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Breastfeeding Cuts Breast Cancer Risk For Women Who Delay Childbirth

Medical researchers and epidemiologists have long noted a relationship between increased risk for breast cancer and women who give birth for the first time later in life. They have also found that women who have many children and women who have their first child young seem to be protected from breast cancer. But the strongest protection seems to come from breastfeeding.

Not all breast cancers are the same. Some tumors have receptors on them that react to hormones and there are now several medications that treat these so-called "receptor positive tumors" quite effectively. Receptor negative tumors do not react to hormones and there are fewer treatments for those kinds of cancers.

According to breast cancer research er Giske Ursin, a University of Southern California epidemiologist, the receptor negative tumors seem to appear more often in older first-time mothers. "We found more than a two-fold increased risk of receptive negative breast cancers in those who had their first birth after age 25. And so this increased risk of the rarer types of breast cancer that in general have poorer prognosis is, of course, of concern.

Ursin was interested in seeing if women who had delayed the birth of their first child until after age 25 derived any protection against breast cancer by breastfeeding. So she looked at data collected in a large study of women's reproductive experiences. Ursin compared information from about 9,000 women, and found that no matter how old a woman was when she started giving birth, if she breastfed, she had a decreased risk for all kinds of breast cancers.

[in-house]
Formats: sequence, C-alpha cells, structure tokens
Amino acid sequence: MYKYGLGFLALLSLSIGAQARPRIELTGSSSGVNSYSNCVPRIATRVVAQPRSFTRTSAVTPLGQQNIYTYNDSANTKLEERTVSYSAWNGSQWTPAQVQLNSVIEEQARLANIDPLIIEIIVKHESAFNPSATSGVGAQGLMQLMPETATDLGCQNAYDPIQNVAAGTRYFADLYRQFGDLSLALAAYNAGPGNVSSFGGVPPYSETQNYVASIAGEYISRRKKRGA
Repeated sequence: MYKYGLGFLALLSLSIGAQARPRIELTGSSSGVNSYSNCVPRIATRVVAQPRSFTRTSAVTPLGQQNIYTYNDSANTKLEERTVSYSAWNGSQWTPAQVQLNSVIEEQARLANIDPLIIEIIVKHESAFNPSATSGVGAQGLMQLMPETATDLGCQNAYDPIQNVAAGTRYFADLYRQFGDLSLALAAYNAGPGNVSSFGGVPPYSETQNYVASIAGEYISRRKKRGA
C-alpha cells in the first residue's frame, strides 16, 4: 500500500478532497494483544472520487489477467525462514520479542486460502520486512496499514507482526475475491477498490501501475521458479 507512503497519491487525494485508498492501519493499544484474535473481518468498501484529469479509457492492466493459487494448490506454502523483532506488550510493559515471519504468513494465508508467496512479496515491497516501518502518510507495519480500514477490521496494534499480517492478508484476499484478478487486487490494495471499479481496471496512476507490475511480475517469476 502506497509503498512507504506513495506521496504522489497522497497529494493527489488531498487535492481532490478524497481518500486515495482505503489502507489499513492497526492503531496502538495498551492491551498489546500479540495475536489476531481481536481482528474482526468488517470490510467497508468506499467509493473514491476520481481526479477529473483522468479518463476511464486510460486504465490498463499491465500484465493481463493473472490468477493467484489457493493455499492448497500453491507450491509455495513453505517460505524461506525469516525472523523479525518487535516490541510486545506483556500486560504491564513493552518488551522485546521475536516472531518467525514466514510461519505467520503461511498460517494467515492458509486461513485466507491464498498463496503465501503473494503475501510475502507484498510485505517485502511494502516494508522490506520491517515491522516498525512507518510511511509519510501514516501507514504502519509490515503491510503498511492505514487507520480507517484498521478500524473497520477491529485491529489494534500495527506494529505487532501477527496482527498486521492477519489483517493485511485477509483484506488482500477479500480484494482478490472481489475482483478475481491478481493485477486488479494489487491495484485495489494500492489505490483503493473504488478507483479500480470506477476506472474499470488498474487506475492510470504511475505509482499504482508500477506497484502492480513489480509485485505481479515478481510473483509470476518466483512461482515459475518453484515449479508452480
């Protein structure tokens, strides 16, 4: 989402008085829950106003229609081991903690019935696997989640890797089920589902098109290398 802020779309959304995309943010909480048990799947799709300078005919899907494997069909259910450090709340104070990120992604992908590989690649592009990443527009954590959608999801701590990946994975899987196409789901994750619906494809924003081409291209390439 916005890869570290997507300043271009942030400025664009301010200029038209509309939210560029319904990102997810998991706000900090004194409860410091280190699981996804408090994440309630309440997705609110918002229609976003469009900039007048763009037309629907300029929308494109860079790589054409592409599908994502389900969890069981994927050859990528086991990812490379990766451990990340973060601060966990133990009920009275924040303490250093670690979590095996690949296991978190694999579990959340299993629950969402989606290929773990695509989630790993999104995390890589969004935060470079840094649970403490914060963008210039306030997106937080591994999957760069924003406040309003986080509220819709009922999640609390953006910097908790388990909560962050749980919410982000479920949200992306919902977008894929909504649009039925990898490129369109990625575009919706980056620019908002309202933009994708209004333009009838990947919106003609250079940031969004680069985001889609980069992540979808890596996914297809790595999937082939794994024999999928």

Ursin says the finding is definitely another argument for breastfeeding. "The bottom line from our study is that breastfeeding offers broad protection against breast cancer in all women, also in women with a late first term pregnancy." She adds that it's an important consideration because those women do not have the protective benefit of early child-bearing.

Researchers don't know exactly why breastfeeding seems to offer cancer protection. "It would be very nice if we could understand how breastfeeding works and how it protects against these hormone negative receptor tumors," Ursin says, pointing out that the information could help researchers develop preventive regimens against receptor positive and hormone receptor negative breast cancers.

Ursin presented her research recently at the annual meeting of the American Association for Cancer Research.